Think A-Head Campaign
Wednesday, November 2, 2016
Posted by: Bruce Hirschler
Physician Groups Join Forces to Improve Use of Head CT Scans in Children
“Think A-Head Campaign” to Empower More Informed Patient-Provider Imaging Communications
Washington (Nov. 2, 2016) – The Image Gently Alliance, American Academy of Pediatrics (AAP), American College of Emergency Physicians (ACEP), AANS/CNS Joint Section on Pediatric Neurosurgery and allied medical organizations have launched the “Think A-Head” campaign to help providers appropriately obtain and perform computed tomography (CT) scans in children with minor head injuries. The effort will also equip providers and parents with resources to help them communicate effectively when CT scans may (or may not) be the best option to gain proper diagnosis.
The “Think A-Head” campaign provides tools and resources to:
- Help providers ensure ordering patterns comply with latest evidence-based medical guidelines
- Help providers explain to parents/caregivers why an imaging scan is (or is not) necessary
- Help parents ask questions to better inform decision making if their child is prescribed a head CT scan
- Help imaging professionals use appropriate exam radiation dose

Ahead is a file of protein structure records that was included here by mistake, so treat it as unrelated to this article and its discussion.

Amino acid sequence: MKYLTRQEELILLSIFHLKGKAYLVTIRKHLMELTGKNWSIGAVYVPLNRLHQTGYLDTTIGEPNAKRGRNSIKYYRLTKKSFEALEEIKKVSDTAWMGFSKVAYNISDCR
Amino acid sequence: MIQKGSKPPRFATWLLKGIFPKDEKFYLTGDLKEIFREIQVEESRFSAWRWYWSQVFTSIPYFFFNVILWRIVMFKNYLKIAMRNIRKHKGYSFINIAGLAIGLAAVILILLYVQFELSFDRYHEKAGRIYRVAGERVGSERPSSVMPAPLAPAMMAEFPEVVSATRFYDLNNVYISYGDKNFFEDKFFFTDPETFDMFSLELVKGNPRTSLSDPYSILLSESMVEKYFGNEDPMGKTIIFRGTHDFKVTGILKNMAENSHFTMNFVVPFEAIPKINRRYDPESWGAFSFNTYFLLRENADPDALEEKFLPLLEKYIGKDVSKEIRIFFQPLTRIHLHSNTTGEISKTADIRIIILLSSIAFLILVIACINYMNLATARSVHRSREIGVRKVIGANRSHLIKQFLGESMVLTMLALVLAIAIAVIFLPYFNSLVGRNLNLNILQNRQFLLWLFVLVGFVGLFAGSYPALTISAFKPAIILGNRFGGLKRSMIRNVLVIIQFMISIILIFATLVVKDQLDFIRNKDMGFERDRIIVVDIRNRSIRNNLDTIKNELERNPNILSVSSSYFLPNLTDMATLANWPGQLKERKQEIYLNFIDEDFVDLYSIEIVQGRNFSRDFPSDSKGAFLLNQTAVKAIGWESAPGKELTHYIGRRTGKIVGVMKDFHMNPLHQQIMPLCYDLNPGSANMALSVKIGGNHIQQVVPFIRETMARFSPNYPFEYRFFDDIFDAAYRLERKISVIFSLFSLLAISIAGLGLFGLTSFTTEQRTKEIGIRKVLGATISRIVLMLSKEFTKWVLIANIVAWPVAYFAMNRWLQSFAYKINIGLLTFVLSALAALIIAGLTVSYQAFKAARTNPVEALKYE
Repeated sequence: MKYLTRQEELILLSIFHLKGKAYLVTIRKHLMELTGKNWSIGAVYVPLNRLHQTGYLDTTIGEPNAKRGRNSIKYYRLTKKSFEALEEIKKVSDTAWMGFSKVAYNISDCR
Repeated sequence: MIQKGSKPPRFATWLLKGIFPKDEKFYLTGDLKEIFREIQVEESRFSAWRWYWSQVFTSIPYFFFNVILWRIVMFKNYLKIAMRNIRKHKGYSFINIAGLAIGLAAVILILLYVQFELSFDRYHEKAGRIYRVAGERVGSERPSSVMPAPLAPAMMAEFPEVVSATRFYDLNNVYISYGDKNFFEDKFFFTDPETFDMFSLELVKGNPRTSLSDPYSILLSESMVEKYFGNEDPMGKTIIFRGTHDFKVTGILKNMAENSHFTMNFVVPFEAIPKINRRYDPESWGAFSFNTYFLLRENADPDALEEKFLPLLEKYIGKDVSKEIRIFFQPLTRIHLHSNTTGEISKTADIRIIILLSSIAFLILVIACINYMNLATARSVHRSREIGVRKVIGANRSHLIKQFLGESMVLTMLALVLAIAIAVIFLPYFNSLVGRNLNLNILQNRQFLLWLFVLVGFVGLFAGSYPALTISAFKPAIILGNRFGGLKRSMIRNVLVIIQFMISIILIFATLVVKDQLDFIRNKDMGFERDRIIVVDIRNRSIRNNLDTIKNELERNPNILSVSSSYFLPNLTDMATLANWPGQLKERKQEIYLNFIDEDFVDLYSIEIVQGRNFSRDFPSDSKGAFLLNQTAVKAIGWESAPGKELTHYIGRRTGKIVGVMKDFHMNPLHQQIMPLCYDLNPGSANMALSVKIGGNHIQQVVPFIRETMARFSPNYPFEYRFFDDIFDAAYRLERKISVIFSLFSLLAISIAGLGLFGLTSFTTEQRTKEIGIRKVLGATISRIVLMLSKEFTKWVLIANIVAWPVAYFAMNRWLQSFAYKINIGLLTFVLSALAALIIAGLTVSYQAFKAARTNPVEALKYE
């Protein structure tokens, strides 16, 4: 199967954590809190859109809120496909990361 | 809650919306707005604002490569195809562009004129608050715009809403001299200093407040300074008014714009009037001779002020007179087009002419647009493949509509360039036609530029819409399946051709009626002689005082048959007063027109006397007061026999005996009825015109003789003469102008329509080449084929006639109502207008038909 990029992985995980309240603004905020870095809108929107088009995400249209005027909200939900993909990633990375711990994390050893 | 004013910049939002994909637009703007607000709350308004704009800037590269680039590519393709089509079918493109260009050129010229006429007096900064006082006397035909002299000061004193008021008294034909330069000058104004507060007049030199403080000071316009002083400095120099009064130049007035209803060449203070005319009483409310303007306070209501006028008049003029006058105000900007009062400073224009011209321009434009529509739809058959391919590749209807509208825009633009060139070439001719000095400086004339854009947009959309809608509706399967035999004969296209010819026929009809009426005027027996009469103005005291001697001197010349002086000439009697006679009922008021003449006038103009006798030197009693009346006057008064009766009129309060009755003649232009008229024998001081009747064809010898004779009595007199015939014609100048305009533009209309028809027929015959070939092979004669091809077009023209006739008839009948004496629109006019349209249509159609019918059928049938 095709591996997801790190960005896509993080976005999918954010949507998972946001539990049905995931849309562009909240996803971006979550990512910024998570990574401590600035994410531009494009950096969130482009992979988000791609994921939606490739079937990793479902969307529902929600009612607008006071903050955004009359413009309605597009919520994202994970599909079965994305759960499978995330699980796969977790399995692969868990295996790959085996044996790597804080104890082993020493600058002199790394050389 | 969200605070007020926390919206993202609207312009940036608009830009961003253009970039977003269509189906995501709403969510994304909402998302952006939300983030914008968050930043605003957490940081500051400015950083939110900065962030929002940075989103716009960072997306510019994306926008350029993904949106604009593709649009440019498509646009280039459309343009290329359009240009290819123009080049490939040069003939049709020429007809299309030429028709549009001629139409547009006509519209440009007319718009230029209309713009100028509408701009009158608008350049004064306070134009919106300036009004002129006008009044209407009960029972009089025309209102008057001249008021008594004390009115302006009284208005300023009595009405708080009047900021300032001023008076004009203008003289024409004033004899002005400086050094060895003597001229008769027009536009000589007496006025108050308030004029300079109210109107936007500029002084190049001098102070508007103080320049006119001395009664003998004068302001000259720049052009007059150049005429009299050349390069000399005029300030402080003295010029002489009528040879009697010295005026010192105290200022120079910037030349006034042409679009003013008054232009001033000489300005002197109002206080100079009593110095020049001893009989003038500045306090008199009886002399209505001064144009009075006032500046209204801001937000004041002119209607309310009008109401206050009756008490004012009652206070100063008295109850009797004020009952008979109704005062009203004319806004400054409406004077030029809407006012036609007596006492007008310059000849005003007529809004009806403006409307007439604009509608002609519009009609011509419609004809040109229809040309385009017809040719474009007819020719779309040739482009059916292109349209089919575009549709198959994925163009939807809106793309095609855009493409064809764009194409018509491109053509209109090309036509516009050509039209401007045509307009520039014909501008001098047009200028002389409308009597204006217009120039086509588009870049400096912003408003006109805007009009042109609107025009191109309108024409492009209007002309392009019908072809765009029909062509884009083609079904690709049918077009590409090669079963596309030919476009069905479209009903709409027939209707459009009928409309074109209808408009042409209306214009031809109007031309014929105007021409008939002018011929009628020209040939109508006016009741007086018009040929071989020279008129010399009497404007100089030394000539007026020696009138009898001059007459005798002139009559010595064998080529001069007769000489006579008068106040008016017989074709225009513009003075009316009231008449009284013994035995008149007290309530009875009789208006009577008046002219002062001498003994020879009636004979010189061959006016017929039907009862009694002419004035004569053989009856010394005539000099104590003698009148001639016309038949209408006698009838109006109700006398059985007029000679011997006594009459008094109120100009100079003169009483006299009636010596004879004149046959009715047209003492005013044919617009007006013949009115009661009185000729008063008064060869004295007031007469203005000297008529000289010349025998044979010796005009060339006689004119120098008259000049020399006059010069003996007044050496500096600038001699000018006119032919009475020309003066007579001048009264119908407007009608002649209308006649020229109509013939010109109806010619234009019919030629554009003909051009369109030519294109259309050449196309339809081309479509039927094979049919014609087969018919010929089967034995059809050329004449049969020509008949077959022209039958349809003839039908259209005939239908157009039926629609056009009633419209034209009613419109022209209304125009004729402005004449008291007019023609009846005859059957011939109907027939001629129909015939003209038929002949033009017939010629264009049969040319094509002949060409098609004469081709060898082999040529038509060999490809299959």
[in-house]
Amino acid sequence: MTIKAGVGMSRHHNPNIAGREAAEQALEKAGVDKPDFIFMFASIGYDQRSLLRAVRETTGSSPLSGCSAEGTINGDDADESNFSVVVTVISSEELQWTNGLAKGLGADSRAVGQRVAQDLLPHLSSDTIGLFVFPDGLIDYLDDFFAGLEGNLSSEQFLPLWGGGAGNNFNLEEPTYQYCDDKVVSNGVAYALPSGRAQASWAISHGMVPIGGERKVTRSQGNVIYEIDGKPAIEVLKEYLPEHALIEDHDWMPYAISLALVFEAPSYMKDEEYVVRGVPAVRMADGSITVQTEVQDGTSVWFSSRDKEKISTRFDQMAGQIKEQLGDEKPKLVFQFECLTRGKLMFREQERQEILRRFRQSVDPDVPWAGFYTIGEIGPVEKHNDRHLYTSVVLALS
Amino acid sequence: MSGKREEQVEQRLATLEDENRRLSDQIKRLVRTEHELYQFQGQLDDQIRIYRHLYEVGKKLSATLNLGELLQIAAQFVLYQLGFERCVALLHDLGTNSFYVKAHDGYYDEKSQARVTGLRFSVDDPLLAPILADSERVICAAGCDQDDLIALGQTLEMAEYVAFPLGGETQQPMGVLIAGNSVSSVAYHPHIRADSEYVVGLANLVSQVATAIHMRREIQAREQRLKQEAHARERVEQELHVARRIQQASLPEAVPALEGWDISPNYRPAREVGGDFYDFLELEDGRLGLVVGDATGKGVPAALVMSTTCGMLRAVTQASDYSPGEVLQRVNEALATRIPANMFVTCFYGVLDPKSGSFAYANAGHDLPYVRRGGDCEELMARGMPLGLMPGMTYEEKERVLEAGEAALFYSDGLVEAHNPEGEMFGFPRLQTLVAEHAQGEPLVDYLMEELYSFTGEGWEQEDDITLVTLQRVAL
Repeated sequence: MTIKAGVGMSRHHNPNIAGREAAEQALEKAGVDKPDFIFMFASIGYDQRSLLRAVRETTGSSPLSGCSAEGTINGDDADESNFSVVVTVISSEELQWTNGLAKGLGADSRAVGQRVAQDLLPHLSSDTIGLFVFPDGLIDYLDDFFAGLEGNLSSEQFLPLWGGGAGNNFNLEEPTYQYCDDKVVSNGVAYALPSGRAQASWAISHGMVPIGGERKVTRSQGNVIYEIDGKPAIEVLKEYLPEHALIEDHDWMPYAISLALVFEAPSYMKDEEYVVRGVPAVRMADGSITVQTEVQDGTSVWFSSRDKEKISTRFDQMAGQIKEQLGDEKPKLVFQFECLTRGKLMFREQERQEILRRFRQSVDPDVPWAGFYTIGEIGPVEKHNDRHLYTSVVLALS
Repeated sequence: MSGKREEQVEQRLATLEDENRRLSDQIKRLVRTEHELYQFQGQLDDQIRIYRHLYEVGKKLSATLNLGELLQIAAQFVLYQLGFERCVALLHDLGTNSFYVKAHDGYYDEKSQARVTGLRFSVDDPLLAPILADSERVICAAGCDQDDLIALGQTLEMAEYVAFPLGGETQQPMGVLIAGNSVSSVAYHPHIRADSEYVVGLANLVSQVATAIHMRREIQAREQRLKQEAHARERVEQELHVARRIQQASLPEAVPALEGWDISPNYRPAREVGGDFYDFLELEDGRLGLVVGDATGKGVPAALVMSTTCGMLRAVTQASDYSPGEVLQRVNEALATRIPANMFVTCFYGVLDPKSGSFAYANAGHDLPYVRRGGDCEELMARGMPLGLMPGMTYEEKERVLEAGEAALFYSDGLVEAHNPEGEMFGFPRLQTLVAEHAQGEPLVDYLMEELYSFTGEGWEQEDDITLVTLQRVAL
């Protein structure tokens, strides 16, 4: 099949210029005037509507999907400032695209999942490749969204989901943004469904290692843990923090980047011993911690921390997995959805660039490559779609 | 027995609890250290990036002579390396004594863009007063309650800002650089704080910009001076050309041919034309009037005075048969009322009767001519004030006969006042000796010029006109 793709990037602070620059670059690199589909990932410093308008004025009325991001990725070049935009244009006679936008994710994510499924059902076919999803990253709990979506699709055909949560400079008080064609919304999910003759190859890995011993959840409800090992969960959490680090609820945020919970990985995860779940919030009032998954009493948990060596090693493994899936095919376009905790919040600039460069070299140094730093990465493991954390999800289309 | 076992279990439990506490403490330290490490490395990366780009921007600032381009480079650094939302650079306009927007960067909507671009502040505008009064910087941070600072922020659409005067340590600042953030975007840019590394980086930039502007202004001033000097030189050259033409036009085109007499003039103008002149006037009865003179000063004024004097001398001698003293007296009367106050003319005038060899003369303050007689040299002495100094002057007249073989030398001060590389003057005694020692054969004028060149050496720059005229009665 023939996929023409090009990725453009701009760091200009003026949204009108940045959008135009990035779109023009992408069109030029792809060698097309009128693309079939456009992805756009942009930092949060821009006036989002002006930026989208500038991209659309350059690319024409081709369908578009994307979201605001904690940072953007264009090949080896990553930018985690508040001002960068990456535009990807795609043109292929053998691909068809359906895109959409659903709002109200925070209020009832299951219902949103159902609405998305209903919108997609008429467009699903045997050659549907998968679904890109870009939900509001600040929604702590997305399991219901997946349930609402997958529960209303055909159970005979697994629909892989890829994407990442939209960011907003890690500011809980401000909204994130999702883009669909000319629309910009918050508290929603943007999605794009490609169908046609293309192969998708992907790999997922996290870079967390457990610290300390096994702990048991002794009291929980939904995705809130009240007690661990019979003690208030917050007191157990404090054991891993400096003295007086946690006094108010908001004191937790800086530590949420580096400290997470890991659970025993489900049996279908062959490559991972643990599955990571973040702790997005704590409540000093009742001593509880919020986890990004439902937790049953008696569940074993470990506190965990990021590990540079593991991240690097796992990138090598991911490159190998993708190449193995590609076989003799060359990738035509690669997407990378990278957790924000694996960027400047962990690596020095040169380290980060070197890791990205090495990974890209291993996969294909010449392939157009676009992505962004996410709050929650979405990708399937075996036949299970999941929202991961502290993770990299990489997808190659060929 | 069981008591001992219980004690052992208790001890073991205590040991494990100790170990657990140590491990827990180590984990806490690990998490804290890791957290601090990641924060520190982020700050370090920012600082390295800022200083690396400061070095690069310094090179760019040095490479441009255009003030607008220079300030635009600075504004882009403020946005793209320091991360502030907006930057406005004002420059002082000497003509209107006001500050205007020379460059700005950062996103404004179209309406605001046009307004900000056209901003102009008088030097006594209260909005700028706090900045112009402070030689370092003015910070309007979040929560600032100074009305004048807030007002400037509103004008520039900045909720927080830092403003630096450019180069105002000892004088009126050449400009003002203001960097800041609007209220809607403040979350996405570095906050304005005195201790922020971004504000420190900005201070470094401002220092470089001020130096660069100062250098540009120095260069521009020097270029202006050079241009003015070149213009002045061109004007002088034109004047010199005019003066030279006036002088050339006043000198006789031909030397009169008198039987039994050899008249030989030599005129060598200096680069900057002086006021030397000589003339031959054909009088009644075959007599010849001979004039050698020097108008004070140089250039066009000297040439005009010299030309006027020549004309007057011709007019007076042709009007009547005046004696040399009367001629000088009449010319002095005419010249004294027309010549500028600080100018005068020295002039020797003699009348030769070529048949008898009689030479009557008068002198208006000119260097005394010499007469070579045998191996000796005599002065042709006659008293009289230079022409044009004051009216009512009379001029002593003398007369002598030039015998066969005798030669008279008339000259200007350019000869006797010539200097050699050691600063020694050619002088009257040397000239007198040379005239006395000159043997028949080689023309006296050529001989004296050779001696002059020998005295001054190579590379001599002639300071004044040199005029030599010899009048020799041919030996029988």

“This collaboration is a tremendous opportunity to ensure that providers have the latest information on which to base their medical decisions, that parents can take an active, informed role in advocating for their child’s health care, and that children receive the most appropriate care for their medical situation” said Donald Frush, MD, chair of the Image Gently Alliance and Image Gently liaison to the International Atomic Energy Agency (IAEA).
Physicians – If kids hurt their heads, help families make informed decisions:
- Know when an imaging test is (and is not) necessary
- Explain why a head CT scan is (or is not) the right choice
- Discuss possible alternative exams
- Discuss the benefits as well as the risks of the CT scan
- Child-size the CT radiation dose (where necessary)
“Children requiring emergency care have unique needs. Providers must quickly consider the benefit of scans versus the potential risk, the wishes of the parents and severity of injury. This campaign helps us provide more readily available resources to help emergency providers balance and communicate these factors and provide timely and appropriate care,” said Madeline M. Joseph, MD, FACEP, chair of the American College of Emergency Physicians Pediatric Emergency Medicine Committee.
Parents – Be your child’s advocate: Ask these questions if your child is prescribed a head CT scan:
- How will this exam improve my child’s care?
- What are the benefits and risks of having this test?
- What will my child experience before, during and after the exam?
- Are there alternative tests that don’t use radiation (such as brain MRI)?
- Will the radiation dose in this exam be “child sized”?